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Your July gardening calendar for the Rogue Valley

Photos of gardening in July
Photos of gardening in July
Open Stock Resources

It has finally arrived; the heat of summer. The dogs lay around on the grass in the shade, panting. You open your front door and it’s like walking into a blast furnace. Ok, ok…So we’ve really had only one day like this so far, but sheesh, does it have to be an all at once kind of thing? Can’t we just ease into it?

july gardening calendar
july gardening calendar
Open Stock Resources

People, stay safe out there. Keep hydrated, wear a hat and a safe sunscreen product. Consider working in the earlier parts of the day and later in the evenings.

And now, your gardening calendar for July:

Maintenance and Clean Up

  • If you’re a lawn person, deep watering less often is more efficient than frequent shallow watering. Measure your water use by placing an empty tuna or shallow cat food can where your irrigation water lands.
  • Mound soil around the base of your potatoes. Harvest a few "new" potatoes from each hill, when blooms show up.
  • As early in the day as possible is the best time to water your gardens for best use of your valuable water. Water the soil, not the leaves to help prevent disease. Water deeply and less frequently to encourage root growth.
  • Now is the time to tend to your asparagus and rhubarb beds. Mulch with compost of rotted cow manure for fertilizing needs. Be sure to water these deeply; the developing crowns need this.
  • Mulch to maintain soil moisture with paper, plastic, sawdust, or even cardboard.
  • Stake tall flowering plants such as delphinium and hollyhocks. Be mindful of tomatoes needing extra support.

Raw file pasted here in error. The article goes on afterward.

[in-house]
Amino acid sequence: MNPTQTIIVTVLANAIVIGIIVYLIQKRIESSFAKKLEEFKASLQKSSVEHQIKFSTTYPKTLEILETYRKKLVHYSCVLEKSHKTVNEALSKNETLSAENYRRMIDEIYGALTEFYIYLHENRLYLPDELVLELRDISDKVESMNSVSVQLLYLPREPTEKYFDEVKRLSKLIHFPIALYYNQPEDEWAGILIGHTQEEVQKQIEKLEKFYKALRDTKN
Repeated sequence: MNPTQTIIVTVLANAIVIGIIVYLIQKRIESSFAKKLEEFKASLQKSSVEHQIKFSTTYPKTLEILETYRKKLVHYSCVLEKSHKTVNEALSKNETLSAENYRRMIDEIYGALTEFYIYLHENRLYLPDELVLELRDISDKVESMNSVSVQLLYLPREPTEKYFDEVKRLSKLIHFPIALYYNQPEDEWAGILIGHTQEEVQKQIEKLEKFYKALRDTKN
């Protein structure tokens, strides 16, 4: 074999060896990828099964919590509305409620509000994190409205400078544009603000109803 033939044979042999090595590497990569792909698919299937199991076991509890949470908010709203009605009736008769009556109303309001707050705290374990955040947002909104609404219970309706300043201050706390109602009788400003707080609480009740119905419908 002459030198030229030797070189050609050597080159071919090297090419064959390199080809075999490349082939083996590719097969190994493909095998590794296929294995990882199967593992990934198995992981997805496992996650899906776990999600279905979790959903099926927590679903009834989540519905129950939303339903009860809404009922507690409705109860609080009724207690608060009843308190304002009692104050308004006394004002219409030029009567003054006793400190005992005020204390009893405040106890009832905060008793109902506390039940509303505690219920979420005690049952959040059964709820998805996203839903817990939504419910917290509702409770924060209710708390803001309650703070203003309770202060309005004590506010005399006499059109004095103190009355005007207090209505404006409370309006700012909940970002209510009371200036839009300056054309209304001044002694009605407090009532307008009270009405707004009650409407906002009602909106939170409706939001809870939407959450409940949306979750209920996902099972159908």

Planting/Propagation

  • Start thinking about your fall and winter crops. Beets, beans of the bush variety, carrots, Kohl crops, and peas will give you fall and winter harvests.

Pest Monitoring and Management

  • Cut off cankered limbs from fruit and nut trees lessen diseases such as apple anthracnose and bacterial canker on stone fruit trees. Sterilize tools before each new cut.
  • Control hollyhock rust by picking affected leaves and disposing of them. Do not compost these leaves.
  • Watch for cutworm damage. The climbing variety of cutworms could be a a problem and large portions of foliage will begin to disappear on established plants. Use barriers, remove by hand, or use beneficial nematodes.
  • Watch for blight on tomatoes.
  • Cover your blueberry bushes with netting to keep birds away from your crop.
  • Watch your rhodies for root weevils. Try sticky trap products on the trunks to trap weevils. Beneficial nematodes are really great for managing weevils. If you’ve got a bad problem with these, think about replacing the plant with a more resistant variety.
  • Spider mites are often a problem on ornamental plants and veggies during hot, dry weather. Watch for dusty-looking foliage and the loss of color. Spray with soapy water.
  • Watch your soft fruits and berries for Spotted Wing Drosophila. For confirmation of this pest, check with the fine folks at the extension. They have the best advice, also, for the least and most current management protocols.
  • Watch for caterpillars. Pick off caterpillars as they appear. If you keep chickens, these are a nice treat for them.